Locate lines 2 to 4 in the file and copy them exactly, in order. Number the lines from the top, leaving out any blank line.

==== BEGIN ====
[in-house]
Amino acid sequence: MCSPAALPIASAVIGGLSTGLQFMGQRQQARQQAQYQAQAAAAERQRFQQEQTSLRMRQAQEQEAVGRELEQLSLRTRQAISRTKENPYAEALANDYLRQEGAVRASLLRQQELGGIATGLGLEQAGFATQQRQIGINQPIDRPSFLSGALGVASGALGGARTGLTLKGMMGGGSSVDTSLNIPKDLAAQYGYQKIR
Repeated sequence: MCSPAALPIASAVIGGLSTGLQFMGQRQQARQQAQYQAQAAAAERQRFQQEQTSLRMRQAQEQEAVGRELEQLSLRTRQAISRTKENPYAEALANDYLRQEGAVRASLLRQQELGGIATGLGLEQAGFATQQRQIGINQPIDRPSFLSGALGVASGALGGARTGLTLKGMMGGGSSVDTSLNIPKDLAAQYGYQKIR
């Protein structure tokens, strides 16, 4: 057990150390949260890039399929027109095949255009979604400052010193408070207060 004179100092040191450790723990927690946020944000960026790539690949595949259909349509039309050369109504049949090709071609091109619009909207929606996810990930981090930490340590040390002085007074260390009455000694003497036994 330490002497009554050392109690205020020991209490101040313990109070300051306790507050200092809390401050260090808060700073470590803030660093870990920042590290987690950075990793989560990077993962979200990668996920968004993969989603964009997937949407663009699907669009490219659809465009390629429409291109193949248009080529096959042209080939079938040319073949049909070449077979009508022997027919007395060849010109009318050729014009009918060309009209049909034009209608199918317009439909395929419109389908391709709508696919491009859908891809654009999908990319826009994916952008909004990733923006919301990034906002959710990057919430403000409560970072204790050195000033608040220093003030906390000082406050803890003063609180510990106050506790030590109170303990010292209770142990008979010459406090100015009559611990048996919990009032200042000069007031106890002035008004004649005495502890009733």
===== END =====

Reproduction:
Amino acid sequence: MCSPAALPIASAVIGGLSTGLQFMGQRQQARQQAQYQAQAAAAERQRFQQEQTSLRMRQAQEQEAVGRELEQLSLRTRQAISRTKENPYAEALANDYLRQEGAVRASLLRQQELGGIATGLGLEQAGFATQQRQIGINQPIDRPSFLSGALGVASGALGGARTGLTLKGMMGGGSSVDTSLNIPKDLAAQYGYQKIR
Repeated sequence: MCSPAALPIASAVIGGLSTGLQFMGQRQQARQQAQYQAQAAAAERQRFQQEQTSLRMRQAQEQEAVGRELEQLSLRTRQAISRTKENPYAEALANDYLRQEGAVRASLLRQQELGGIATGLGLEQAGFATQQRQIGINQPIDRPSFLSGALGVASGALGGARTGLTLKGMMGGGSSVDTSLNIPKDLAAQYGYQKIR
């Protein structure tokens, strides 16, 4: 057990150390949260890039399929027109095949255009979604400052010193408070207060 004179100092040191450790723990927690946020944000960026790539690949595949259909349509039309050369109504049949090709071609091109619009909207929606996810990930981090930490340590040390002085007074260390009455000694003497036994 330490002497009554050392109690205020020991209490101040313990109070300051306790507050200092809390401050260090808060700073470590803030660093870990920042590290987690950075990793989560990077993962979200990668996920968004993969989603964009997937949407663009699907669009490219659809465009390629429409291109193949248009080529096959042209080939079938040319073949049909070449077979009508022997027919007395060849010109009318050729014009009918060309009209049909034009209608199918317009439909395929419109389908391709709508696919491009859908891809654009999908990319826009994916952008909004990733923006919301990034906002959710990057919430403000409560970072204790050195000033608040220093003030906390000082406050803890003063609180510990106050506790030590109170303990010292209770142990008979010459406090100015009559611990048996919990009032200042000069007031106890002035008004004649005495502890009733």